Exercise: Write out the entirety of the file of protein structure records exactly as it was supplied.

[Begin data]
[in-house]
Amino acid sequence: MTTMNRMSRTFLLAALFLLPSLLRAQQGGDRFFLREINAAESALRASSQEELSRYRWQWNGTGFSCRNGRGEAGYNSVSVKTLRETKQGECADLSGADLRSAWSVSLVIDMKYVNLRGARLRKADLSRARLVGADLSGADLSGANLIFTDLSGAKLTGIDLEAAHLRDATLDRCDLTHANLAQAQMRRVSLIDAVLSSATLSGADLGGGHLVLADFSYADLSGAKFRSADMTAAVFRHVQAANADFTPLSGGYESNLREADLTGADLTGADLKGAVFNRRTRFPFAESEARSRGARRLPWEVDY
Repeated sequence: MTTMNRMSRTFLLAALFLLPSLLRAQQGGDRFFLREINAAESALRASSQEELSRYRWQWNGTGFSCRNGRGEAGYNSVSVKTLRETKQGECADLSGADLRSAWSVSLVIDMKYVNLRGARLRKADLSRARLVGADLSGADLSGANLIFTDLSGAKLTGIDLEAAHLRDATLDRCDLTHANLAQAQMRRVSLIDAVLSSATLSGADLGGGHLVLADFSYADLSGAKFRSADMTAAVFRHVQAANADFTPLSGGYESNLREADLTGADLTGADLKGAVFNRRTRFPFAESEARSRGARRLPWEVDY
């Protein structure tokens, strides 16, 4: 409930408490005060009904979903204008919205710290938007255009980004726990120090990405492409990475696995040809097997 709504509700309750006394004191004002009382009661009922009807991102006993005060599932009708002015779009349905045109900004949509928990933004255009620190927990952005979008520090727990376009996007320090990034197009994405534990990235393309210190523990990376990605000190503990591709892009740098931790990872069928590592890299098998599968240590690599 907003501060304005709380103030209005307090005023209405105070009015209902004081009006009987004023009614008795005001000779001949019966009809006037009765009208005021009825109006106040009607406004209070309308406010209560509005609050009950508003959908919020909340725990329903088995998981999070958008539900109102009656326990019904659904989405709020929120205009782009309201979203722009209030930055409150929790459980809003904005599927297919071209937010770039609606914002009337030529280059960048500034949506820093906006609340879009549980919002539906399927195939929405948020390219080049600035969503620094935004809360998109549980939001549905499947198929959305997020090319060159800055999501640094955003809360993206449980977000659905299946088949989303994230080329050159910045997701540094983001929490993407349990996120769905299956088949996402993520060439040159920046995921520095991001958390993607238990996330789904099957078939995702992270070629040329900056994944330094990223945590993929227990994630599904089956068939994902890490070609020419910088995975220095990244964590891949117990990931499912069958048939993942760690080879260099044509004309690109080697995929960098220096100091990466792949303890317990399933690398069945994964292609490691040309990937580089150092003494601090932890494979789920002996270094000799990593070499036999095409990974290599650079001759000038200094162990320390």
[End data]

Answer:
[in-house]
Amino acid sequence: MTTMNRMSRTFLLAALFLLPSLLRAQQGGDRFFLREINAAESALRASSQEELSRYRWQWNGTGFSCRNGRGEAGYNSVSVKTLRETKQGECADLSGADLRSAWSVSLVIDMKYVNLRGARLRKADLSRARLVGADLSGADLSGANLIFTDLSGAKLTGIDLEAAHLRDATLDRCDLTHANLAQAQMRRVSLIDAVLSSATLSGADLGGGHLVLADFSYADLSGAKFRSADMTAAVFRHVQAANADFTPLSGGYESNLREADLTGADLTGADLKGAVFNRRTRFPFAESEARSRGARRLPWEVDY
Repeated sequence: MTTMNRMSRTFLLAALFLLPSLLRAQQGGDRFFLREINAAESALRASSQEELSRYRWQWNGTGFSCRNGRGEAGYNSVSVKTLRETKQGECADLSGADLRSAWSVSLVIDMKYVNLRGARLRKADLSRARLVGADLSGADLSGANLIFTDLSGAKLTGIDLEAAHLRDATLDRCDLTHANLAQAQMRRVSLIDAVLSSATLSGADLGGGHLVLADFSYADLSGAKFRSADMTAAVFRHVQAANADFTPLSGGYESNLREADLTGADLTGADLKGAVFNRRTRFPFAESEARSRGARRLPWEVDY
């Protein structure tokens, strides 16, 4: 409930408490005060009904979903204008919205710290938007255009980004726990120090990405492409990475696995040809097997 709504509700309750006394004191004002009382009661009922009807991102006993005060599932009708002015779009349905045109900004949509928990933004255009620190927990952005979008520090727990376009996007320090990034197009994405534990990235393309210190523990990376990605000190503990591709892009740098931790990872069928590592890299098998599968240590690599 907003501060304005709380103030209005307090005023209405105070009015209902004081009006009987004023009614008795005001000779001949019966009809006037009765009208005021009825109006106040009607406004209070309308406010209560509005609050009950508003959908919020909340725990329903088995998981999070958008539900109102009656326990019904659904989405709020929120205009782009309201979203722009209030930055409150929790459980809003904005599927297919071209937010770039609606914002009337030529280059960048500034949506820093906006609340879009549980919002539906399927195939929405948020390219080049600035969503620094935004809360998109549980939001549905499947198929959305997020090319060159800055999501640094955003809360993206449980977000659905299946088949989303994230080329050159910045997701540094983001929490993407349990996120769905299956088949996402993520060439040159920046995921520095991001958390993607238990996330789904099957078939995702992270070629040329900056994944330094990223945590993929227990994630599904089956068939994902890490070609020419910088995975220095990244964590891949117990990931499912069958048939993942760690080879260099044509004309690109080697995929960098220096100091990466792949303890317990399933690398069945994964292609490691040309990937580089150092003494601090932890494979789920002996270094000799990593070499036999095409990974290599650079001759000038200094162990320390």